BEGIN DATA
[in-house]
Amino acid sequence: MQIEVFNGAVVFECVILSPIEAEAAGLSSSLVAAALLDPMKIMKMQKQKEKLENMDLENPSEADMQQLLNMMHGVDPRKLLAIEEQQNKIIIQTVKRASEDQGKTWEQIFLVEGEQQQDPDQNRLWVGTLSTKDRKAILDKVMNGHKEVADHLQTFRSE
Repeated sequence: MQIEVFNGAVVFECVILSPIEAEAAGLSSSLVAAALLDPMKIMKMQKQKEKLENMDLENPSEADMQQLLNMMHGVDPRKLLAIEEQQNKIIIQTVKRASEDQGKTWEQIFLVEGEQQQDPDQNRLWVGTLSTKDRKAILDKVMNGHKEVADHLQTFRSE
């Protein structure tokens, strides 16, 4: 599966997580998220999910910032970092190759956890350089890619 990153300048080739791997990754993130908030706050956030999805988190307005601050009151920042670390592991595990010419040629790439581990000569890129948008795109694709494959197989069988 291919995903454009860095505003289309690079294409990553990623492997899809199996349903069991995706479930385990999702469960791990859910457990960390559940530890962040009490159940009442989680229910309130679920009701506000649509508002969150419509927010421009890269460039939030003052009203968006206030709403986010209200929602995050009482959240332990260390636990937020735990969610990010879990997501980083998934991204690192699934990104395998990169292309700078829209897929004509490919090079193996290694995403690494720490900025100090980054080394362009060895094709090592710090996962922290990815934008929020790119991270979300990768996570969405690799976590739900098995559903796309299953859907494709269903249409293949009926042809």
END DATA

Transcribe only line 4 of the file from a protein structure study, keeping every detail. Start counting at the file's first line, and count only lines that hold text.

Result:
């Protein structure tokens, strides 16, 4: 599966997580998220999910910032970092190759956890350089890619 990153300048080739791997990754993130908030706050956030999805988190307005601050009151920042670390592991595990010419040629790439581990000569890129948008795109694709494959197989069988 291919995903454009860095505003289309690079294409990553990623492997899809199996349903069991995706479930385990999702469960791990859910457990960390559940530890962040009490159940009442989680229910309130679920009701506000649509508002969150419509927010421009890269460039939030003052009203968006206030709403986010209200929602995050009482959240332990260390636990937020735990969610990010879990997501980083998934991204690192699934990104395998990169292309700078829209897929004509490919090079193996290694995403690494720490900025100090980054080394362009060895094709090592710090996962922290990815934008929020790119991270979300990768996570969405690799976590739900098995559903796309299953859907494709269903249409293949009926042809």